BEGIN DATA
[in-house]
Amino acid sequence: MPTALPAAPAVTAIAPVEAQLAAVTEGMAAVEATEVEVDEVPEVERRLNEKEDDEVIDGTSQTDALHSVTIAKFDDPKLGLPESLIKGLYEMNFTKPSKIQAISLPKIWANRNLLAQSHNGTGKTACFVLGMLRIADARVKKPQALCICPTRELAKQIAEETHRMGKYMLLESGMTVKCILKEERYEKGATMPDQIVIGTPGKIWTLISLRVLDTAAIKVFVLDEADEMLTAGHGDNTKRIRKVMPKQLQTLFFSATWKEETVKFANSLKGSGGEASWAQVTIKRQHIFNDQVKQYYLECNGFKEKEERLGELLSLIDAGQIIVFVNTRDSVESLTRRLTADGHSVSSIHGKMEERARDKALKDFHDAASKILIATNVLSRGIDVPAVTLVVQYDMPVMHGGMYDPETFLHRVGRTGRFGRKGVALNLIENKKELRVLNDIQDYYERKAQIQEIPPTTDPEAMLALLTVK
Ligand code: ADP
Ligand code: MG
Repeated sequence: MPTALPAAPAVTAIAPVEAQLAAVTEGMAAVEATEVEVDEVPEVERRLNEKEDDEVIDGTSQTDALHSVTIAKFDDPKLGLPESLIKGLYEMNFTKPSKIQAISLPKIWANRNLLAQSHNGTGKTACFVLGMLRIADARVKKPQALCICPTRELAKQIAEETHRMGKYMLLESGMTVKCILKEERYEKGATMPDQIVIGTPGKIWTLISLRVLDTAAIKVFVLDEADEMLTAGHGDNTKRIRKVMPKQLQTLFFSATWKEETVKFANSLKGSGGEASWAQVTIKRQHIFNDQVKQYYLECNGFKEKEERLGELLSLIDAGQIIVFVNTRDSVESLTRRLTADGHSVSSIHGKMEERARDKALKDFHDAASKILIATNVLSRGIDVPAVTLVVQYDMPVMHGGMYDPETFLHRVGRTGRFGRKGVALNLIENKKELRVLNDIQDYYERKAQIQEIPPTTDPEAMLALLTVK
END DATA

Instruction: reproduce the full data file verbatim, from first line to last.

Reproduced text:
[in-house]
Amino acid sequence: MPTALPAAPAVTAIAPVEAQLAAVTEGMAAVEATEVEVDEVPEVERRLNEKEDDEVIDGTSQTDALHSVTIAKFDDPKLGLPESLIKGLYEMNFTKPSKIQAISLPKIWANRNLLAQSHNGTGKTACFVLGMLRIADARVKKPQALCICPTRELAKQIAEETHRMGKYMLLESGMTVKCILKEERYEKGATMPDQIVIGTPGKIWTLISLRVLDTAAIKVFVLDEADEMLTAGHGDNTKRIRKVMPKQLQTLFFSATWKEETVKFANSLKGSGGEASWAQVTIKRQHIFNDQVKQYYLECNGFKEKEERLGELLSLIDAGQIIVFVNTRDSVESLTRRLTADGHSVSSIHGKMEERARDKALKDFHDAASKILIATNVLSRGIDVPAVTLVVQYDMPVMHGGMYDPETFLHRVGRTGRFGRKGVALNLIENKKELRVLNDIQDYYERKAQIQEIPPTTDPEAMLALLTVK
Ligand code: ADP
Ligand code: MG
Repeated sequence: MPTALPAAPAVTAIAPVEAQLAAVTEGMAAVEATEVEVDEVPEVERRLNEKEDDEVIDGTSQTDALHSVTIAKFDDPKLGLPESLIKGLYEMNFTKPSKIQAISLPKIWANRNLLAQSHNGTGKTACFVLGMLRIADARVKKPQALCICPTRELAKQIAEETHRMGKYMLLESGMTVKCILKEERYEKGATMPDQIVIGTPGKIWTLISLRVLDTAAIKVFVLDEADEMLTAGHGDNTKRIRKVMPKQLQTLFFSATWKEETVKFANSLKGSGGEASWAQVTIKRQHIFNDQVKQYYLECNGFKEKEERLGELLSLIDAGQIIVFVNTRDSVESLTRRLTADGHSVSSIHGKMEERARDKALKDFHDAASKILIATNVLSRGIDVPAVTLVVQYDMPVMHGGMYDPETFLHRVGRTGRFGRKGVALNLIENKKELRVLNDIQDYYERKAQIQEIPPTTDPEAMLALLTVK